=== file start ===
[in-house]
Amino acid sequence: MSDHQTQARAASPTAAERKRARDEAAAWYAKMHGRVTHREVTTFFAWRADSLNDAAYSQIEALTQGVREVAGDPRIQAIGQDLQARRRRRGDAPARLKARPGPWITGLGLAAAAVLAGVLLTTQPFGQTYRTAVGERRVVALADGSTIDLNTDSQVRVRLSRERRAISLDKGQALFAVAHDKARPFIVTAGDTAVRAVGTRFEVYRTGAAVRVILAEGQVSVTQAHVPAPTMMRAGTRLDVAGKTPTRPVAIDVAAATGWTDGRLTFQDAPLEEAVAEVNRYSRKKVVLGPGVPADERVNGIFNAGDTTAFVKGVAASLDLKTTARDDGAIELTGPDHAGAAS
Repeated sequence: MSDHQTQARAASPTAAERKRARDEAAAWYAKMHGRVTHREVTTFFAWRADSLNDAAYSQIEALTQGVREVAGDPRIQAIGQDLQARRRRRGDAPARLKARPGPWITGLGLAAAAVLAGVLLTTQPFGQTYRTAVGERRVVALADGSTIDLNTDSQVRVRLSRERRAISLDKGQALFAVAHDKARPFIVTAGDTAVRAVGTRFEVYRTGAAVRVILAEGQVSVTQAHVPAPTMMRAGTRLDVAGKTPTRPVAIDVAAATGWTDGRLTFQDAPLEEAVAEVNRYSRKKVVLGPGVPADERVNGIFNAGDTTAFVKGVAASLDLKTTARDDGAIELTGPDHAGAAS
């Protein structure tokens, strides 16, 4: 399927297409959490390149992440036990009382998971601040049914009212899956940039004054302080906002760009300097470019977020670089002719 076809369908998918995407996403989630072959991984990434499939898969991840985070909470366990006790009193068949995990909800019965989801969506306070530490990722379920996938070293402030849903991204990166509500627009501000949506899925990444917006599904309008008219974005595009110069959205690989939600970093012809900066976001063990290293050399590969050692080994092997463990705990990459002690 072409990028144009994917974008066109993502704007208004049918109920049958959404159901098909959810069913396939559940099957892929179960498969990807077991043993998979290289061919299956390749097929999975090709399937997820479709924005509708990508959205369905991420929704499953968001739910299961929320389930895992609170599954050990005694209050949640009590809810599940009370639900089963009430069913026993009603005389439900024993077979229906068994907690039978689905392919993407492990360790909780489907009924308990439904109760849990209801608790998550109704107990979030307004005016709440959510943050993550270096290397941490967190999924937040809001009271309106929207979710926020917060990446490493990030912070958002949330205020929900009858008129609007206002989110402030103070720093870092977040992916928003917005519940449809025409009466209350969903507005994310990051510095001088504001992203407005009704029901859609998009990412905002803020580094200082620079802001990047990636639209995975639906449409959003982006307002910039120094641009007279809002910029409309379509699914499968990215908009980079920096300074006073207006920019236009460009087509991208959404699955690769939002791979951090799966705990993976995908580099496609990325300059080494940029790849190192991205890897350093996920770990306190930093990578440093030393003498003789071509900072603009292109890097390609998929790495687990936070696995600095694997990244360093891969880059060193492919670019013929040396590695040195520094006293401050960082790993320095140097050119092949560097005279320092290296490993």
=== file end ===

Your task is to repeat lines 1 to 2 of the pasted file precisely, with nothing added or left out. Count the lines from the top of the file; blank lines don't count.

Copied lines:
[in-house]
Amino acid sequence: MSDHQTQARAASPTAAERKRARDEAAAWYAKMHGRVTHREVTTFFAWRADSLNDAAYSQIEALTQGVREVAGDPRIQAIGQDLQARRRRRGDAPARLKARPGPWITGLGLAAAAVLAGVLLTTQPFGQTYRTAVGERRVVALADGSTIDLNTDSQVRVRLSRERRAISLDKGQALFAVAHDKARPFIVTAGDTAVRAVGTRFEVYRTGAAVRVILAEGQVSVTQAHVPAPTMMRAGTRLDVAGKTPTRPVAIDVAAATGWTDGRLTFQDAPLEEAVAEVNRYSRKKVVLGPGVPADERVNGIFNAGDTTAFVKGVAASLDLKTTARDDGAIELTGPDHAGAAS